This study was supported by the Canadian Institutes for Health Research (grant no. 99034 and Fellowship), the Natural Sciences and Engineering Research Council no. 353715-2008, the Toronto Rehabilitation Institute, and the Arthritis Research Centre of Canada. The author thanks the associate editor, Dr. Chris McGibbon, and the reviewers for their insightful recommendations.

References

1. Amin S, Luepongsak N, McGibbon C, LaValley M, Krebs D, Felson D. Knee adduction moment and development of chronic knee pain in elders. Arthritis Rheum. 2004; 51:371-6.
2. Andriacchi T, Mundermann A. The role of ambulatory mechanics in the initiation and progression of knee osteoarthritis. Curr. Opin. Rheumatol. 2006; 18:514-8.
3. Bandura A. Health promotion from the perspective of social cognitive theory. Psychol. Health 1998; 13:623-49.
4. Brouwer G, van Tol A, Bergink A, Belo JN, Bernsen RM, Reijman M, Pols HA, Bierma-Zeinstra SM. Association between valgus and varus alignment and the development and progression of radiographic osteoarthritis of the knee. Arthritis Rheum. 2007; 56:1204-11.
5. Focht B, Rejeski W, Ambrosius W, Katula J, Messier S. Exercise, self-efficacy and mobility performance in overweight and obese adults with knee osteoarthritis. Arthritis Rheum. 2005; 53:659-65.
6. Harrison A. The influence of pathology, pain, balance and self-efficacy on function in women with osteoarthritis of the knee. Phys. Ther. 2004; 84:822-31.
7. Hortobagyi T, Garry J, Holbert D, DeVita P. Aberrations in the control of quadriceps muscle force in patients with knee osteoarthritis. Arthritis Care Res. 2004; 51:562-9.
8. Hunter D, Niu J, Felson D, Harvey WF, Gross KD, McCree P, Aliabadi P, Sack B, Zhang Y. Knee alignment does not predict incident osteoarthritis: the Framingham osteoarthritis study. Arthritis Rheum. 2007; 56:1212-8.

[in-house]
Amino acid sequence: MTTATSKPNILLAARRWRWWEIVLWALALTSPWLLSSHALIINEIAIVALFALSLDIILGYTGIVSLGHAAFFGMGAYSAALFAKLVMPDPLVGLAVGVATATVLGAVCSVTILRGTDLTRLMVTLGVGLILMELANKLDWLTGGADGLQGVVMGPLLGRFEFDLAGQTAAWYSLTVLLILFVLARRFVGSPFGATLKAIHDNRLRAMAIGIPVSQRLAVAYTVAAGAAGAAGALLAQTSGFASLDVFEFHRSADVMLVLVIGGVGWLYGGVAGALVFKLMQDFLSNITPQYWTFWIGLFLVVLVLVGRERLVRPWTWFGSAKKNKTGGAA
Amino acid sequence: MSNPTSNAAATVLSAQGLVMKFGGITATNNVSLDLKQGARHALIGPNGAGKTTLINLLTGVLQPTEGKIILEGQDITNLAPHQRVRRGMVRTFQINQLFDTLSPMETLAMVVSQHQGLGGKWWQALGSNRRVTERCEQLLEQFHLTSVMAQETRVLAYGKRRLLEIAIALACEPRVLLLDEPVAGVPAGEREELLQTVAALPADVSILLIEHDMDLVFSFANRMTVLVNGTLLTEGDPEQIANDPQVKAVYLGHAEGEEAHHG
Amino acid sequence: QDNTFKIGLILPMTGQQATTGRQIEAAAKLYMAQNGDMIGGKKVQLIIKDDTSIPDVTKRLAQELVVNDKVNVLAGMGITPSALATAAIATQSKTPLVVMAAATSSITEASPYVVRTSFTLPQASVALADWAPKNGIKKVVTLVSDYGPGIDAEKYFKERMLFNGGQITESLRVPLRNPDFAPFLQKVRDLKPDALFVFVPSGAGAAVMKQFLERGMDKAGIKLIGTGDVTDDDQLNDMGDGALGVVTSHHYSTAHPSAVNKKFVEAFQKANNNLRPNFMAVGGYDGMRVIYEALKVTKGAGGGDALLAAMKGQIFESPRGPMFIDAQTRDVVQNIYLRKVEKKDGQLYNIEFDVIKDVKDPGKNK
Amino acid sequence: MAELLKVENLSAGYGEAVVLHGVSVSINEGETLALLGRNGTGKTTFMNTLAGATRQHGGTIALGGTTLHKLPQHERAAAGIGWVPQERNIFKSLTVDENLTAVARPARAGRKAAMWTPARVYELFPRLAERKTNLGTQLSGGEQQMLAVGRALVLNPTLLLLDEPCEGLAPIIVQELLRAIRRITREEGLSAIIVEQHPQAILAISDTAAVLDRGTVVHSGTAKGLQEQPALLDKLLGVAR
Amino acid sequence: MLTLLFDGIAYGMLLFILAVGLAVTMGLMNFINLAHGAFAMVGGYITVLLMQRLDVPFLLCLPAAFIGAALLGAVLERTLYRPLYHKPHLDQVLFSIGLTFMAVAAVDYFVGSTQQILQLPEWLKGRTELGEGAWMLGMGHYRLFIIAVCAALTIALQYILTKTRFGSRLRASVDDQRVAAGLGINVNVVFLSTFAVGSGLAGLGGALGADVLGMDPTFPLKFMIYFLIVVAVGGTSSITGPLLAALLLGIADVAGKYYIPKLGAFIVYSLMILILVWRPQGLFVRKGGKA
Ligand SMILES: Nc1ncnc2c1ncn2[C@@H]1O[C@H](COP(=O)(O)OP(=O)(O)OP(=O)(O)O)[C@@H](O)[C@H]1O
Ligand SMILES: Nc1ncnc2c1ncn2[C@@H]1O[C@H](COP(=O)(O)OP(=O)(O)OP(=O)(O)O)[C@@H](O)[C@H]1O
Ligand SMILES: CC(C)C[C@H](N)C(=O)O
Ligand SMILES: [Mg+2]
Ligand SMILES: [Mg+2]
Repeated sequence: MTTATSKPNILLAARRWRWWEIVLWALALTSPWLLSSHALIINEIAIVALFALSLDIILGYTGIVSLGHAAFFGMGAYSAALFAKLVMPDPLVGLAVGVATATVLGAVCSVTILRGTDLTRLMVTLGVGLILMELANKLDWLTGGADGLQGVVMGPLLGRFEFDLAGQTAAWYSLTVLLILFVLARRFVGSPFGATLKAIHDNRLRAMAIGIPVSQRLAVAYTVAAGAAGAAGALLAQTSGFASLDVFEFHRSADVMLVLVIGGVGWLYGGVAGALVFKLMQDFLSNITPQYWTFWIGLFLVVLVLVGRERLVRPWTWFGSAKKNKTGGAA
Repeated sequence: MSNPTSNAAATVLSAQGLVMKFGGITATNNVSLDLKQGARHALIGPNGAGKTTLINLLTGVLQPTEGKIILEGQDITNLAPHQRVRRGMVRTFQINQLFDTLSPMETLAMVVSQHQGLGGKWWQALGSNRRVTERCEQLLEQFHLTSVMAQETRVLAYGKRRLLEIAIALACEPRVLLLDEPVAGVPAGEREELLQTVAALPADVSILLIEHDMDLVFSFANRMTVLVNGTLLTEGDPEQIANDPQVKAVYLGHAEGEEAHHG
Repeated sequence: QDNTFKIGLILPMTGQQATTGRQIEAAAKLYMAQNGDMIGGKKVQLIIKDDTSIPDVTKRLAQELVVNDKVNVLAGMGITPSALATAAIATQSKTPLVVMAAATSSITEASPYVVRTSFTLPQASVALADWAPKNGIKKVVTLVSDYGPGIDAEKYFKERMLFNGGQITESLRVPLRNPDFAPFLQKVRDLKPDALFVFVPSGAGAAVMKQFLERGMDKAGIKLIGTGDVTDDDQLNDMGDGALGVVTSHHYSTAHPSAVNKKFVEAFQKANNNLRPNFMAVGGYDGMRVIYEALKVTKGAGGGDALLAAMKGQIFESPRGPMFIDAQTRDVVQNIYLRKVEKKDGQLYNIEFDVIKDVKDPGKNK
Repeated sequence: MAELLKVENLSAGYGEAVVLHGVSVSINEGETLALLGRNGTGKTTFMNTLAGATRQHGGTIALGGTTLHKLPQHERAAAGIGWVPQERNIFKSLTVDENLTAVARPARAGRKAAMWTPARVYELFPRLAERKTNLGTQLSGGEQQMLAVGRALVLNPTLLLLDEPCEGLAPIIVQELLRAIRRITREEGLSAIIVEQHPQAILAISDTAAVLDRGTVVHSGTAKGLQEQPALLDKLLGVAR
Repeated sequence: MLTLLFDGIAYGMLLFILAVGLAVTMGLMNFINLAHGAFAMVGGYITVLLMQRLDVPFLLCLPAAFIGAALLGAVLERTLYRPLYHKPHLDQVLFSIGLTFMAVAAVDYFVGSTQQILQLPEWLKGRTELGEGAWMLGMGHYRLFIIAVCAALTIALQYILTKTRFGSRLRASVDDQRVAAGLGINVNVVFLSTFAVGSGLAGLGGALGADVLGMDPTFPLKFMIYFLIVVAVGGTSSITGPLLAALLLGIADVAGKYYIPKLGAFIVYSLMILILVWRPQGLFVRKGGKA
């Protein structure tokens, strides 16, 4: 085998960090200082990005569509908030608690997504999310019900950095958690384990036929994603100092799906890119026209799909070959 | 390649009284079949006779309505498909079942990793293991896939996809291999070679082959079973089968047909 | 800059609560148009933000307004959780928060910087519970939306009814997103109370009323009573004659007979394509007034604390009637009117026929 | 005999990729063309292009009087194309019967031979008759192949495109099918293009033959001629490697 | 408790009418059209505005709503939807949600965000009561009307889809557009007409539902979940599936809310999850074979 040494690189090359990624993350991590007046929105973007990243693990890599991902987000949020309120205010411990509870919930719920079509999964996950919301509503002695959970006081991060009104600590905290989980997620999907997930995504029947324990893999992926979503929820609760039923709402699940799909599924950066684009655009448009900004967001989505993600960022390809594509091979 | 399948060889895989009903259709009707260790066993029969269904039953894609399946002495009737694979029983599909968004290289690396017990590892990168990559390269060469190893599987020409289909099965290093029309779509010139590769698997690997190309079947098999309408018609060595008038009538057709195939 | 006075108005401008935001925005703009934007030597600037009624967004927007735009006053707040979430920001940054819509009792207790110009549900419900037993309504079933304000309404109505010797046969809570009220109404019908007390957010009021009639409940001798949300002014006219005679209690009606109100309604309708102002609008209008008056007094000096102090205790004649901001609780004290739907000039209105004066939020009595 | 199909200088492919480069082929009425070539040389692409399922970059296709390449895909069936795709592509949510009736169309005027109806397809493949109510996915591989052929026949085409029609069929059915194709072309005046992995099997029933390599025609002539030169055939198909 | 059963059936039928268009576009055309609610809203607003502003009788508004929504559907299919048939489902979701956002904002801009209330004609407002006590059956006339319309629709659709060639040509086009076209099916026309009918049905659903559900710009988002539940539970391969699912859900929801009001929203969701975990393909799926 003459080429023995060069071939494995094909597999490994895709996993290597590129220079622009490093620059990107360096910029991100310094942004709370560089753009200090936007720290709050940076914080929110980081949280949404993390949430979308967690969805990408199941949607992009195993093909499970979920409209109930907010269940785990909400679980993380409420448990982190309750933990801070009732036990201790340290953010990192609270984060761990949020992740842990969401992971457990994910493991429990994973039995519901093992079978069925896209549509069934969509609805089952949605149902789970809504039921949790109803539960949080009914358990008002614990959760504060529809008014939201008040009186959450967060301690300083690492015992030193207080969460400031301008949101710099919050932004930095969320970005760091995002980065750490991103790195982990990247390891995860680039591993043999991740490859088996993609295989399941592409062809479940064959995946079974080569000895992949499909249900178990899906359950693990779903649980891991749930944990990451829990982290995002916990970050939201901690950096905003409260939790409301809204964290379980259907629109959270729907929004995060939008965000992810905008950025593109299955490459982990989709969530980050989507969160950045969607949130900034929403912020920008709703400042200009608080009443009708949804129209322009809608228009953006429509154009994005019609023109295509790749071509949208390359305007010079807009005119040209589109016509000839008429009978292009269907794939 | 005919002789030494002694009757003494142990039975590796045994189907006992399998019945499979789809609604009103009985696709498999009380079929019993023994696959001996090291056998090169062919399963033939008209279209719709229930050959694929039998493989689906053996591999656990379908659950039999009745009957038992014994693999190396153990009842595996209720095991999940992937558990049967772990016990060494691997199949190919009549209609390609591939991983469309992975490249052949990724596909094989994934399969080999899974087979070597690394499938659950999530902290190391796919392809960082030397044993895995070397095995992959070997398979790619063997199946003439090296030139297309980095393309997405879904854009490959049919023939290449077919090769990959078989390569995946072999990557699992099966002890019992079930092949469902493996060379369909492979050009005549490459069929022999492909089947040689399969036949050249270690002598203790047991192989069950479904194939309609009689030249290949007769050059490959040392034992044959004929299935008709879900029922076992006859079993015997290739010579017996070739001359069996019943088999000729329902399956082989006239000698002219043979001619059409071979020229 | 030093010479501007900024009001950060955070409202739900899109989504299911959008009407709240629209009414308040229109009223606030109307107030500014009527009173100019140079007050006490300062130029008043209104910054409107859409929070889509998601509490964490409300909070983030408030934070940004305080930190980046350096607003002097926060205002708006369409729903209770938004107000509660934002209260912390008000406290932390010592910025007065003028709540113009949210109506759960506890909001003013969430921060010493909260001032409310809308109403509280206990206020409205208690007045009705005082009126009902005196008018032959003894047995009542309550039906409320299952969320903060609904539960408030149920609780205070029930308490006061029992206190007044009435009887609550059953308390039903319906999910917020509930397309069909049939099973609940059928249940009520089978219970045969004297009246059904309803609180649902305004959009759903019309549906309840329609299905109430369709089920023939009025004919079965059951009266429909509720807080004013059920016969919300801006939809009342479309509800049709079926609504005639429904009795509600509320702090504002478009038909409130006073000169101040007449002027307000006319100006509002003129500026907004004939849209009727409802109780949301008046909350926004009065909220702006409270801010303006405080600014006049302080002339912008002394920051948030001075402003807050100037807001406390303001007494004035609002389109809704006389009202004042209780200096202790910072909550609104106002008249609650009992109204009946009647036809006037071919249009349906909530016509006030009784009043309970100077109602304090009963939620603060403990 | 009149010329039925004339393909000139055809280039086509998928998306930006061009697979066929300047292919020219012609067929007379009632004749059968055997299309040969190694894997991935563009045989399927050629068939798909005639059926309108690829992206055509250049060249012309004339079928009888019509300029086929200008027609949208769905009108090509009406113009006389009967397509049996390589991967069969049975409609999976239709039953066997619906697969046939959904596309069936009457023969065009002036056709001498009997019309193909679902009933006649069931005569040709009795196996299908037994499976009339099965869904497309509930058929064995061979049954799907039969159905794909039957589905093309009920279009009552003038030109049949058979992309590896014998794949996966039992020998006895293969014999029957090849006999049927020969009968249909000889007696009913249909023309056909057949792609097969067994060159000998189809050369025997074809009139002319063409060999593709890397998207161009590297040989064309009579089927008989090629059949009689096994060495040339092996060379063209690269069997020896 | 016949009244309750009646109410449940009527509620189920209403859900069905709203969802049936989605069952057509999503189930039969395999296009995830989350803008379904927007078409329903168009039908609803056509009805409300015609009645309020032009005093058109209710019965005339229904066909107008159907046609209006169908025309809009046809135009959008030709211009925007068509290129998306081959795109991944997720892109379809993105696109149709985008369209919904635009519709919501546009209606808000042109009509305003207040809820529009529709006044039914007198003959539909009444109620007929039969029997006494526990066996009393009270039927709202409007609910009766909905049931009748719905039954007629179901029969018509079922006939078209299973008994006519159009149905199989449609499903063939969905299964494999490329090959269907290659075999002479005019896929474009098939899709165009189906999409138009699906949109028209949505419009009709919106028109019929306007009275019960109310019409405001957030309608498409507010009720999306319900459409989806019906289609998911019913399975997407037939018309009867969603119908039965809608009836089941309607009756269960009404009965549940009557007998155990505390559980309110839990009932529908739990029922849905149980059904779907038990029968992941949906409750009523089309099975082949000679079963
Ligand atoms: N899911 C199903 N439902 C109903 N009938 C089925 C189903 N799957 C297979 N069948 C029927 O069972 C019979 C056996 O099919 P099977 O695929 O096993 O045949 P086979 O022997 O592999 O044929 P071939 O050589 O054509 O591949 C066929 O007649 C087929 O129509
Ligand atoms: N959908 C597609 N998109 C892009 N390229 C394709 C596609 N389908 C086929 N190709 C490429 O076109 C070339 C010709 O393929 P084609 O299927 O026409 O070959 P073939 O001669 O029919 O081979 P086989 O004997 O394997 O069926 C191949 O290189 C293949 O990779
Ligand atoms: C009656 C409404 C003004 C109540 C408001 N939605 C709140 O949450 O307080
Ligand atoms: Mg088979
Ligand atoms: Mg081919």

9. Lewek M, Rudolph K, Snyder-Mackler L. Quadriceps femoris muscle weakness and activation failure in patients with symptomatic knee osteoarthritis. J. Orthop. Res. 2004; 22:110-5.
10. Longino C, Frank C, Leonard T, Vaz M, Herzog W. Proposed model of botulinum toxin-induced muscle weakness in the rabbit. J. Orthop. Res. 2005; 23:1411-8.
11. Lynn S, Reid S, Costigan P. The influence of gait pattern on signs of knee osteoarthritis in older adults over a 5-11 year follow-up period: a case study analysis. Knee 2007; 14:22-8.
12. Maly M, Costigan P, Olney S. Contribution of psychosocial and mechanical variables to mobility outcome measures in knee OA. Phys. Ther. 2005; 85:1318-28.
13. Maly M, Costigan P, Olney S. Determinants of self-efficacy for physical tasks in people with knee osteoarthritis. Arthritis Care Res. 2006; 55:94-101.
14. Maly M, Costigan P, Olney S. Determinants of self-report mobility outcome measures in people with knee osteoarthritis. Arch. Phys. Med. Rehabil. 2006; 87:96-104.
15. Maly M, Costigan P, Olney S. Role of knee kinematics and kinetics on performance and disability in people with medial compartment knee osteoarthritis. Clin. Biomech. 2006; 21:1051-9.
16. Maly M, Costigan P, Olney S. Self-efficacy mediates walking performance. J. Gerontol. Biol. Med. Sci. 2007; 62:1142-6.
17. Maly M, Krupa T. Personal experience of living with knee osteoarthritis among older adults. Disability Rehabil. 2007; 29:1423-33.
18. Miyazaki T, Wada M, Kawahara H, Sato M, Baba H, Shimada S. Dynamic load at baseline can predict radiographic disease progression in medial compartment knee osteoarthritis. Ann. Rheum. Dis. 2002; 61:617-22.
19. National Institute of Child Health and Human Development. Research Plan for the National Center for Medical Rehabilitation Research. Bethesda, MD: National Institutes of Health, Publication NIH Publication No. 1993; 93-3509.
20. Prodromos C, Andriacchi T, Galante J. A relationship between gait and clinical changes following high tibial osteotomy. J. Bone Joint Surg. Am. 1985; 67:1188-94.
21. Rejeski W, Ettinger W, Martin K, Morgan T. Treating disability in knee osteoarthritis with exercise therapy: a central role for self-efficacy and pain. Arthritis Care Res. 1998; 11:95-101.
22. Schnitzer T, Popovich J, Andersson G, Andriacchi T. Effect of piroxicam on gait in patients with osteoarthritis of the knee. Arthritis Rheum. 1993; 36:1207-13.
23. Sharma L, Cahue S, Song J, Hayes K, Pai Y, Dunlop D. Physical functioning over three years in knee osteoarthritis. Role of psychosocial, local mechanical, and neuromuscular factors. Arthritis Rheum. 2003; 48:3359-70.
24. Sharma L, Song J, Felson D, Cahue S, Shamiyeh E, Dunlop D. The role of knee alignment in disease progression and functional decline in knee osteoarthritis. J. Am. Med. Assoc. 2001; 286:188-95.
25. Slemenda C, Heilman D, Brandt K, Katz BP, Mazzuca SA, Braunstein EM, Byrd D. Reduced quadriceps strength relative to body weight: a risk factor for knee osteoarthritis in women? Arthritis Rheum. 1998; 41:1951-9.
Keywords:

activities of daily living; arthritis; gait; qualitative; rehabilitation; self-efficacy

©2009 The American College of Sports Medicine